Samsung: Unquestioned hardware prowess, but software?

Can Samsung Conquer The Final Frontier?

Samsung: Unquestioned hardware prowess, but software?
Samsung: Unquestioned hardware prowess, but software?

Samsung’s chief strategist Young Sohn mentioned last week about the importance of a software ecosystem that Samsung can curate and control. Samsung is by far the top hardware maker worldwide, trumping Apple in smartphones and making massive inroads against Lenovo, Dell, HP and Acer in laptops. This is, still not considering the massive number of TVs and monitors that the korean giant ships. Samsung’s leap to leadership does not bear the same romance that Apple’s rags to riches story holds but Samsung’s immense growth is not surprising.




If you would flip back a couple of decades and look at the growth of DRAMs and microprocessors, Samsung’s name was always there. In fact, most of the time your device is probably made up of Samsung components. The details are interesting but too long for this short post to hold. Samsung’s semiconductor design and production prowess saw it catch up and leapfrog top memory makers around the globe. It then did what was thought impossible (in the memory market) by consistently holding onto its #1 lead and stretching it further.

Where it all began: Semiconductor dominance
Where it all began: Semiconductor dominance


With design teams working on 3 generations of each product line concurrently, it achieved incredible ramp up production efficiency and its time to market blew its competitors away. I had a holiday job (about 10 years ago) in a local production firm that built Motorola phones for export to the United States. I was shocked at the number of parts that were built by Samsung. At times, that Motorola phone felt as if it was a Samsung phone in a Motorola case. That was in the 1990s-2000s. Fast forward a decade or two, Samsung is still by far the top component maker. Multiple Apple products (‘i’ products and also Macs) utilize Samsung components. The same can be said of other laptops and desktops that sport Samsung memory chips and SSD drives.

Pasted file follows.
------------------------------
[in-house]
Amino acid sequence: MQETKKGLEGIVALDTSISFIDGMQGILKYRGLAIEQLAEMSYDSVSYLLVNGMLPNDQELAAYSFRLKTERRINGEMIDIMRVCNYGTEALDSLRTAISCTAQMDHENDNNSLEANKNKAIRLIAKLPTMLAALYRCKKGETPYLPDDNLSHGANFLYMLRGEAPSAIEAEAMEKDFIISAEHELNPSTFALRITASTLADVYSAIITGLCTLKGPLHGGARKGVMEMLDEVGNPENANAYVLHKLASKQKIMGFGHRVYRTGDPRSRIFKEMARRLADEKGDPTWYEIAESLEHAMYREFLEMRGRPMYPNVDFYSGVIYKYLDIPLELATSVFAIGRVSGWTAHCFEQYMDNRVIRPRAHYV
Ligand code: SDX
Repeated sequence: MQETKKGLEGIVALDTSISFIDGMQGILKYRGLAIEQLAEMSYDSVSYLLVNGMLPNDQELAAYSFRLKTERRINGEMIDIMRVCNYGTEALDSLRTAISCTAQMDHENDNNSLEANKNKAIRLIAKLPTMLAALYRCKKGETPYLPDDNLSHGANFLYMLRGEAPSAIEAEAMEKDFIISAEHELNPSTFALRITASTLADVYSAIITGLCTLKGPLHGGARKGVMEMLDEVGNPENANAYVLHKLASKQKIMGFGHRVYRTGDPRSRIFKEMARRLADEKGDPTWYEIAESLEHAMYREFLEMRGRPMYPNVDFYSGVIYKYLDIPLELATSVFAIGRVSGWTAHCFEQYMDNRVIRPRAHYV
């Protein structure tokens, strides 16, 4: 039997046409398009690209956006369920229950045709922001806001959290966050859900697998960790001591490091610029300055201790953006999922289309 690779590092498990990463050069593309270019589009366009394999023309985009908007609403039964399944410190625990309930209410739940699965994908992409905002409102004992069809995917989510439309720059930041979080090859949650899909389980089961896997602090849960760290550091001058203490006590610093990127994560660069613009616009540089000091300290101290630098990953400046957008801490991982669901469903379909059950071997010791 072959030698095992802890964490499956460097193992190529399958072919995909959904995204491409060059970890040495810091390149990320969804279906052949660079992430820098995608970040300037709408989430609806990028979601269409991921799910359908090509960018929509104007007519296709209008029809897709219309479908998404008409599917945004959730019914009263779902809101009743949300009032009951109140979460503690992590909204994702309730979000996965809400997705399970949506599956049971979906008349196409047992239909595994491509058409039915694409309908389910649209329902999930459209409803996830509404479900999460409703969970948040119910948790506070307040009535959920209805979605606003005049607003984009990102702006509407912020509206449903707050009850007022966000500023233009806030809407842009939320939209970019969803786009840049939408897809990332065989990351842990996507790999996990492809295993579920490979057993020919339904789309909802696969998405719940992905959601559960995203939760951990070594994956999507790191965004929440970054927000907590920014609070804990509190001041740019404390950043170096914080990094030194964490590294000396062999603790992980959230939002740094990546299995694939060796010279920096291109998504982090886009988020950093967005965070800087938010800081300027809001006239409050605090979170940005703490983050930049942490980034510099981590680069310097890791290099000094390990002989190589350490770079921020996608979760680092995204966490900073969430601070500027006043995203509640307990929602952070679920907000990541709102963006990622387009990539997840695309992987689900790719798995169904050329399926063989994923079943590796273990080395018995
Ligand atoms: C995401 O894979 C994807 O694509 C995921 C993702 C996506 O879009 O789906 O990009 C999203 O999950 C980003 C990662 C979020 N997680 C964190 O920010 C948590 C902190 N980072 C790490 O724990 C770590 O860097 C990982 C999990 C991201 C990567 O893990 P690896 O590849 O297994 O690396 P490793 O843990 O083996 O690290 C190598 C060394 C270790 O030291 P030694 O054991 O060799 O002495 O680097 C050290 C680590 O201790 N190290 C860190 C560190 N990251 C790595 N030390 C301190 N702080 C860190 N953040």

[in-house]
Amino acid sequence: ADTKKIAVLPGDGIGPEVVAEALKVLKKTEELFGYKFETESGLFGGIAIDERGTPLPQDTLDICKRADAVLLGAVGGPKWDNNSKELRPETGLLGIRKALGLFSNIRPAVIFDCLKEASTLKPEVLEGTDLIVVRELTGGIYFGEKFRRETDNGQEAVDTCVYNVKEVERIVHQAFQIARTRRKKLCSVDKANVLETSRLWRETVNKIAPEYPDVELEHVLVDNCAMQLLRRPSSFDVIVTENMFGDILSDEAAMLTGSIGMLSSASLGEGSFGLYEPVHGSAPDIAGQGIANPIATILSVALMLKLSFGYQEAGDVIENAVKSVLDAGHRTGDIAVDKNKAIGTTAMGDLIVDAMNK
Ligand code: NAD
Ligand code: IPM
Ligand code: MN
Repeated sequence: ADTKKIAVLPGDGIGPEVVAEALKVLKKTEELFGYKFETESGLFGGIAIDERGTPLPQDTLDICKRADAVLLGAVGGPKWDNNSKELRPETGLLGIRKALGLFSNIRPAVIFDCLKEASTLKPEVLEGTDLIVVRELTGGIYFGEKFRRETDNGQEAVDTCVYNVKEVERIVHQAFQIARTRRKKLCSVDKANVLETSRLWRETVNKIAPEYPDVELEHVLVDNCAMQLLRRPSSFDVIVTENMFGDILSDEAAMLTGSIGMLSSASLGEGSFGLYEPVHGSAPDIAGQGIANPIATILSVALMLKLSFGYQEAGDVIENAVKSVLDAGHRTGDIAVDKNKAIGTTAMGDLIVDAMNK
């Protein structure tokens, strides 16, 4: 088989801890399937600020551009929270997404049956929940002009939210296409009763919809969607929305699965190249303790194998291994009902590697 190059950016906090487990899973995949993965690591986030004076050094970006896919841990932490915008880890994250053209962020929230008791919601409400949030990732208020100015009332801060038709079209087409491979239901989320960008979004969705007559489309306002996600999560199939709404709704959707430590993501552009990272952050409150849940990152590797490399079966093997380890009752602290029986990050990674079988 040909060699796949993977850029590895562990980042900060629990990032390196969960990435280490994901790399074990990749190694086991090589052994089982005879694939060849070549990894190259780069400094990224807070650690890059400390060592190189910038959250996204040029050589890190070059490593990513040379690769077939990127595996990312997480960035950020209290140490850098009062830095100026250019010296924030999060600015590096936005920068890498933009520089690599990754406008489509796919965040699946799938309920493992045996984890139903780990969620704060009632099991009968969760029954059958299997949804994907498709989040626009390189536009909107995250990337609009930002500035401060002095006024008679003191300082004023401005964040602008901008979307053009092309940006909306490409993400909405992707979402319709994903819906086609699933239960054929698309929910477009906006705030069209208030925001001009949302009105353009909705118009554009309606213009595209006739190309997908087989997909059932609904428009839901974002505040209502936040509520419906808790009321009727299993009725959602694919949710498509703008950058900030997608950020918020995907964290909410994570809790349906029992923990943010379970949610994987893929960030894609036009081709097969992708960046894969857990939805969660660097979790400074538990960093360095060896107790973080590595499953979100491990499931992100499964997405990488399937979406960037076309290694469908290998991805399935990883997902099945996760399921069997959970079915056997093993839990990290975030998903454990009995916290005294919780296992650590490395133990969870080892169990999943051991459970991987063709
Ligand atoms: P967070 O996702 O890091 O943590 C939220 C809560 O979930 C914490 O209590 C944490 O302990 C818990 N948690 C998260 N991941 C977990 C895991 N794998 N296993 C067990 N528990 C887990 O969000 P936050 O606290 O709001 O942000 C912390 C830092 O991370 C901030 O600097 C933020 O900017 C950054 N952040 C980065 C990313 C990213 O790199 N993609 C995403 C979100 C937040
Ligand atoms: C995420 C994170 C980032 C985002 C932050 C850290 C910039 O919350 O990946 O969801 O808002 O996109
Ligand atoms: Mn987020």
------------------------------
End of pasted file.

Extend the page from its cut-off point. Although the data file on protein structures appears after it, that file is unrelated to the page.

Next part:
Consumer Electronics

Samsung’s move from being a component producer to a manufacturer of consumer end products came first in the form of home appliances and more notably TVs and monitors. Just like how Asian brands come to fore, Samsung was noted for its cheap but good screens and other appliances. I personally owned 3 Samsung monitors, all of which are still serving well. They were great screens in really cheap bodies. The stands were shaky but I was getting good value for pretty massive screens. The days of dominance in Sharp, LG, Panasonic and Sony TVs were then interrupted with a flood of Samsung devices. They were competitive enough to wedge a portion of this highly competitive market and then, again, take the lead.


Samsung was competitive enough to wedge a portion of this highly competitive market and then, again, take the lead.




Samsung is not new in the phone production market. It had previously produced both candybar and clamshell dumbphones. It wasn’t anywhere close to Nokia but it was one of the few recognizable Asian brands. When Apple changed the direction of smartphones in mid 2000s, Samsung wasn’t big in that game. HTC and Motorola were the brands that went huge on the competition spurred by Google’s free licensed Android. Compared with the dozens of models being churned out by forerunners HTC and Motorola, Samsung produced just 2 to test the waters of a new smartphone paradigm. We all know how that turned out. It leapfrogged everyone including then market leader Apple. Samsung has an uncanny ability to come from behind quietly, take the lead and then extend it without losing its grip.